DlTMgtIU8AAi2iB.jpg

Trump did not mention the person sentenced to jail, nor does he seem to understand the guilty plea of Reality Winner. "Classified"  seems a scare quote, but who knows?  

Anyway, Trump-supporters are said to be rather reality-oriented:  "Trump supporters know what he means. They don't need fact checks to know what he means."

We can come back to the President's tweets as he navigates the universe.  A couple of things not yet reported here ...

  • Two guys at the top of AMI (the National Inquirer's publisher) have accepted immunity from prosecution ...
  • The chief financial officer of the Trump organization received immunity from prosecution in the 'fixer' case ... 
  • The self-dealing of the defunct Trump Foundation is the subject of a state criminal probe (as well as a suit brought by the state A-G).
  • The 'fixer' will be able to testify...
  • The defunct foundation may answer state charges at an October trial

It might be time for a committee of benghazi or two ...

"Hi Jeff!  I didn't understand a word you said ..."

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23 minutes ago, william.scherk said:

We can come back to the President's tweets as he navigates the universe.  A couple of things not yet reported here ...

  • Two guys at the top of AMI (the National Inquirer's publisher) have accepted immunity from prosecution ...
  • The chief financial officer of the Trump organization received immunity from prosecution in the 'fixer' case ...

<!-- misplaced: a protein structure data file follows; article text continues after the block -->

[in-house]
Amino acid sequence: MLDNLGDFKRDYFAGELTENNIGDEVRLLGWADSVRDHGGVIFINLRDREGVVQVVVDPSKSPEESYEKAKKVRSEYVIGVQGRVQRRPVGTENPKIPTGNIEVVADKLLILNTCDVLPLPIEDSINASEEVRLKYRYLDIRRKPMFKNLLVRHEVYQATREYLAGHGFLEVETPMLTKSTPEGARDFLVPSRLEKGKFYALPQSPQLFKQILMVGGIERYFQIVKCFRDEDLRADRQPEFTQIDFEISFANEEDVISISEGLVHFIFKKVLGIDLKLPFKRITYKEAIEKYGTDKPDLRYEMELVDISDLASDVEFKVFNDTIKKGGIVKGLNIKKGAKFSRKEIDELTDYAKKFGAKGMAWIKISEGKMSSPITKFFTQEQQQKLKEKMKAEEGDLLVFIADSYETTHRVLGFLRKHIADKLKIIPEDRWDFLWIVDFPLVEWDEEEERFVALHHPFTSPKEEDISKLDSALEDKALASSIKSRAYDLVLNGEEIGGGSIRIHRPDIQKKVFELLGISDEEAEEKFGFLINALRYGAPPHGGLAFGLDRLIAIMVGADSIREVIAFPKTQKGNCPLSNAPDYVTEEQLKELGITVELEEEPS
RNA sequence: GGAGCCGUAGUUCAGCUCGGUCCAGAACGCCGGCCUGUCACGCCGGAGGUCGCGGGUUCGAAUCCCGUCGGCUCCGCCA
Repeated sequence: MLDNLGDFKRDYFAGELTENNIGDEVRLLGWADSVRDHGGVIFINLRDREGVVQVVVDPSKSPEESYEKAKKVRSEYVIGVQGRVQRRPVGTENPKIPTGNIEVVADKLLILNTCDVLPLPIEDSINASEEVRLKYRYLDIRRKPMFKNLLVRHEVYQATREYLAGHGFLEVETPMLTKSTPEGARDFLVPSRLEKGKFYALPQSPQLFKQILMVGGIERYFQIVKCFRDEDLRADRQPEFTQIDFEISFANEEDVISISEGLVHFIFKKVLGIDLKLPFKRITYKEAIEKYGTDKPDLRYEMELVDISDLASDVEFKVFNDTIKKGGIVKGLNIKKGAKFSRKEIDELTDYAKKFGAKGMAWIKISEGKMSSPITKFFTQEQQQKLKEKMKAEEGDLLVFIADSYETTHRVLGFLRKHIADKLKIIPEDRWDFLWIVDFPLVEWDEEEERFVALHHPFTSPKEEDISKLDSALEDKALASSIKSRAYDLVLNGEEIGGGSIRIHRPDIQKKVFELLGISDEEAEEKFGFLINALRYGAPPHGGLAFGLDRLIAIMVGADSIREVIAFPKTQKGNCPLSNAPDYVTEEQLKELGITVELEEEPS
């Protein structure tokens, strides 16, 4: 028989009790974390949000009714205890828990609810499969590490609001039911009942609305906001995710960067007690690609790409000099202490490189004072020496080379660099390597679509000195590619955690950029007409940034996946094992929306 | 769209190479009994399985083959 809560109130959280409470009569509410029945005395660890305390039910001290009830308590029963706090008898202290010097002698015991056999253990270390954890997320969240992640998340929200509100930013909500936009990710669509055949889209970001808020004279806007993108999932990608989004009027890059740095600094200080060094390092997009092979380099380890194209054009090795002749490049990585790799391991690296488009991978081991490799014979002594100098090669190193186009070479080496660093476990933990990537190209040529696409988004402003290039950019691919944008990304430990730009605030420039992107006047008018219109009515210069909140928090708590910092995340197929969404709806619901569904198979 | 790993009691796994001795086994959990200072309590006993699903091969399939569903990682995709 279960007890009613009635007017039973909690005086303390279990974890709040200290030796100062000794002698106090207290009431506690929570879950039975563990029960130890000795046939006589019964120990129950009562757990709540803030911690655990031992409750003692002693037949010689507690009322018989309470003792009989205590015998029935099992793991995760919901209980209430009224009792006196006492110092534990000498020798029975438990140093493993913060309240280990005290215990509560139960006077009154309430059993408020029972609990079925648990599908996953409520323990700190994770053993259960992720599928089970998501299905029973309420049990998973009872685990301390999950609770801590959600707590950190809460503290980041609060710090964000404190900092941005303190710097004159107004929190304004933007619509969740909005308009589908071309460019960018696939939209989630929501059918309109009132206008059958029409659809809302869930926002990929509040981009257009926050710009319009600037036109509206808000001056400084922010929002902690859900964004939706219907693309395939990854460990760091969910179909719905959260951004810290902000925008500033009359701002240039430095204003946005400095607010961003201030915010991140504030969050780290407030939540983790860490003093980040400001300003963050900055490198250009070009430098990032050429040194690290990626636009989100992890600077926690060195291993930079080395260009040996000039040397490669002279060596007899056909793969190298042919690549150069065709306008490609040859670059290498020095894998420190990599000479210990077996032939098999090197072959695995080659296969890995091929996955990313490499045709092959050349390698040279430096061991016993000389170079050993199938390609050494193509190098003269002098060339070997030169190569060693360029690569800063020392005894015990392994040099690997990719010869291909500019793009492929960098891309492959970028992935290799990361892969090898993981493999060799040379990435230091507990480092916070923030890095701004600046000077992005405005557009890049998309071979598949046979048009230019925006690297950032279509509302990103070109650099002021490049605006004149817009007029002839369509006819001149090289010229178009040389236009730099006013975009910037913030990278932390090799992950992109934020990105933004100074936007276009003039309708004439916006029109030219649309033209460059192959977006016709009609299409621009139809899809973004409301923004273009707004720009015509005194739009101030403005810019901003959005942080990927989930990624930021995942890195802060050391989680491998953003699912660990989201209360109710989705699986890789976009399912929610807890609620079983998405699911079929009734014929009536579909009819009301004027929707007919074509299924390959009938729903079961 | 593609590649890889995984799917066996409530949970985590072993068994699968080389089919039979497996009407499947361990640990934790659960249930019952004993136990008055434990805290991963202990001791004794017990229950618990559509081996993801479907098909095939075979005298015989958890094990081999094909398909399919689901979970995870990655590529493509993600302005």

• The self-dealing of the defunct Trump Foundation is the subject of a state criminal probe (as well as a suit brought by the state A-G).
  • The 'fixer' will be able to testify...
  • The defunct foundation may answer state charges at an October trial

It might be time for a committee of benghazi or two ...

William,

Most of this is in NY. Yet you are putting it in the context of Jeff Sessions.

Michael

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A blast from the past ...

On 3/25/2016 at 6:26 PM, Michael Stuart Kelly said:

Donald Trump and David Pecker are friends. So what? Among Trump's many talents, he's a marketer and National Enquirer is a media vehicle (among the many Mr. Pecker controls). Why wouldn't they be friends? Trump is friends with many people in the media, left, right, center, highbrow, lowbrow, all media formats, too.

Friends no more.  Hush money pay-offs criminal charges bank fraud immunity jail time whoopee ...

On 3/26/2016 at 10:21 AM, Peter said:

I am becoming repulsed and ALARMED by Donald Trump’s personality and thinking. I worry that the press will be rushing in like they do after a bombing to film and document the latest Trump atrocity as President. I have a question for everyone reading this. He is an experienced communicator. What went wrong? What is wrong with Donald Trump? I don’t mean his crudity, but what is wrong with his decision making ability? Would he be dangerous as President? I think more so, with each passing day. Trump seems to be like a sullen, brooding, bullying, violent juvenile.

ALARM will have made sense until one joined a cult of leadership and fell in line.  And now few Trump-supporters care about any of this 'personality and thinking' stuff. It's almost as if previous observations were flushed out into the septic tank.

Still, at least one can keep up the Fake News staging. Eg

The Manhattan district attorney's office is considering pursuing criminal charges against the Trump Organization and two senior company officials in connection with Michael D. Cohen's hush money payment to an adult film actress 

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1 hour ago, william.scherk said:

In two of the quoted tweets the President addresses Jeff Sessions ...

Yeah, he feels that he can't fire Sessions without massive public backlash, so he's putting on the pressure to get him to quit. It reminds me of the U.S. military cranking up the tunes outside of the nuncio to irritate Noriega. Trump should give that a shot: Blast death metal in the hallway of Sessions's office.

J